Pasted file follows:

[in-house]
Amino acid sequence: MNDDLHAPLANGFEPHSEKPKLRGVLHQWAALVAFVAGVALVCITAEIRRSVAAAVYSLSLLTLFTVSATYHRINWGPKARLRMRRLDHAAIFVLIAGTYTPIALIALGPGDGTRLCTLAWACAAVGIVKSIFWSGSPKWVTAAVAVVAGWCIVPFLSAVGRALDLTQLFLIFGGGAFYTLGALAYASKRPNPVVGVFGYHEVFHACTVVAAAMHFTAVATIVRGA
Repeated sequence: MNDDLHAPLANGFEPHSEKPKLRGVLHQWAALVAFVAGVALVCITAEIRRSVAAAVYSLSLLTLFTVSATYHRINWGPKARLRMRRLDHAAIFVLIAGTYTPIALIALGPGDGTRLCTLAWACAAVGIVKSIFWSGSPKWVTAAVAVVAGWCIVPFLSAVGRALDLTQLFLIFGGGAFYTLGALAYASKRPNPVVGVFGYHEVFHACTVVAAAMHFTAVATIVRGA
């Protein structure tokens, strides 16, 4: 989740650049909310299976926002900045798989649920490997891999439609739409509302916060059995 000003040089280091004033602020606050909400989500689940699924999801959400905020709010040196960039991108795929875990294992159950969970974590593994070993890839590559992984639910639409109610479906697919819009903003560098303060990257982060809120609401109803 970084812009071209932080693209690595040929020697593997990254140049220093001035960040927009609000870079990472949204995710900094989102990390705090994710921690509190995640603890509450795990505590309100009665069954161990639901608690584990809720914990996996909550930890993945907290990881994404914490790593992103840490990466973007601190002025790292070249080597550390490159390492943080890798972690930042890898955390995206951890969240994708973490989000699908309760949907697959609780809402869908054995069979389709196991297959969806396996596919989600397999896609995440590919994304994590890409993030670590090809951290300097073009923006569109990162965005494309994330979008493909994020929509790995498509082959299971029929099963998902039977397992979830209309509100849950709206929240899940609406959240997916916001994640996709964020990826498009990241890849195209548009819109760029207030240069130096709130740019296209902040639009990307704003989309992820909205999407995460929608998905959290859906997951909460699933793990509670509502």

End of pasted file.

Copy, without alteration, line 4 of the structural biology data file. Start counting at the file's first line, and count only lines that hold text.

């Protein structure tokens, strides 16, 4: 989740650049909310299976926002900045798989649920490997891999439609739409509302916060059995 000003040089280091004033602020606050909400989500689940699924999801959400905020709010040196960039991108795929875990294992159950969970974590593994070993890839590559992984639910639409109610479906697919819009903003560098303060990257982060809120609401109803 970084812009071209932080693209690595040929020697593997990254140049220093001035960040927009609000870079990472949204995710900094989102990390705090994710921690509190995640603890509450795990505590309100009665069954161990639901608690584990809720914990996996909550930890993945907290990881994404914490790593992103840490990466973007601190002025790292070249080597550390490159390492943080890798972690930042890898955390995206951890969240994708973490989000699908309760949907697959609780809402869908054995069979389709196991297959969806396996596919989600397999896609995440590919994304994590890409993030670590090809951290300097073009923006569109990162965005494309994330979008493909994020929509790995498509082959299971029929099963998902039977397992979830209309509100849950709206929240899940609406959240997916916001994640996709964020990826498009990241890849195209548009819109760029207030240069130096709130740019296209902040639009990307704003989309992820909205999407995460929608998905959290859906997951909460699933793990509670509502």